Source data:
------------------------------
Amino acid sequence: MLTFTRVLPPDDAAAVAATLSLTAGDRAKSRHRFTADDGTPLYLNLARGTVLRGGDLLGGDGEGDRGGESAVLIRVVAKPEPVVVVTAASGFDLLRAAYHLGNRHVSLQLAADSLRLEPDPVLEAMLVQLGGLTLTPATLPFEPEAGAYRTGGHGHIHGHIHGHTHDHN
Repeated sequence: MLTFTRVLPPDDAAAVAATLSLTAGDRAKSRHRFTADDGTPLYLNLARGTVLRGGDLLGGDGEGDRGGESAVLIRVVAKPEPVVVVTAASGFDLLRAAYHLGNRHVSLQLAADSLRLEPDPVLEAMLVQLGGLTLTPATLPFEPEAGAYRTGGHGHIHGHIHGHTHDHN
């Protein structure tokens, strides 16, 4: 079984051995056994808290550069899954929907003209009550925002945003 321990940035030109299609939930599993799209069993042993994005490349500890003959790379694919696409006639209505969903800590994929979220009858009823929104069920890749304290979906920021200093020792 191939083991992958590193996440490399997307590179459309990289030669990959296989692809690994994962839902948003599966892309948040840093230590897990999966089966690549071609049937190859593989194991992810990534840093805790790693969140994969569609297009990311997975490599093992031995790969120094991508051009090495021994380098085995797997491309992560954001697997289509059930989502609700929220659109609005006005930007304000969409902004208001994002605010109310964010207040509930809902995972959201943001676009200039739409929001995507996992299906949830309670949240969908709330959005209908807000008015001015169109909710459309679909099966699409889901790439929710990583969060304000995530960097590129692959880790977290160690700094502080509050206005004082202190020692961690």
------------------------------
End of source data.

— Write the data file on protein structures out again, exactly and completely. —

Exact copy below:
Amino acid sequence: MLTFTRVLPPDDAAAVAATLSLTAGDRAKSRHRFTADDGTPLYLNLARGTVLRGGDLLGGDGEGDRGGESAVLIRVVAKPEPVVVVTAASGFDLLRAAYHLGNRHVSLQLAADSLRLEPDPVLEAMLVQLGGLTLTPATLPFEPEAGAYRTGGHGHIHGHIHGHTHDHN
Repeated sequence: MLTFTRVLPPDDAAAVAATLSLTAGDRAKSRHRFTADDGTPLYLNLARGTVLRGGDLLGGDGEGDRGGESAVLIRVVAKPEPVVVVTAASGFDLLRAAYHLGNRHVSLQLAADSLRLEPDPVLEAMLVQLGGLTLTPATLPFEPEAGAYRTGGHGHIHGHIHGHTHDHN
């Protein structure tokens, strides 16, 4: 079984051995056994808290550069899954929907003209009550925002945003 321990940035030109299609939930599993799209069993042993994005490349500890003959790379694919696409006639209505969903800590994929979220009858009823929104069920890749304290979906920021200093020792 191939083991992958590193996440490399997307590179459309990289030669990959296989692809690994994962839902948003599966892309948040840093230590897990999966089966690549071609049937190859593989194991992810990534840093805790790693969140994969569609297009990311997975490599093992031995790969120094991508051009090495021994380098085995797997491309992560954001697997289509059930989502609700929220659109609005006005930007304000969409902004208001994002605010109310964010207040509930809902995972959201943001676009200039739409929001995507996992299906949830309670949240969908709330959005209908807000008015001015169109909710459309679909099966699409889901790439929710990583969060304000995530960097590129692959880790977290160690700094502080509050206005004082202190020692961690």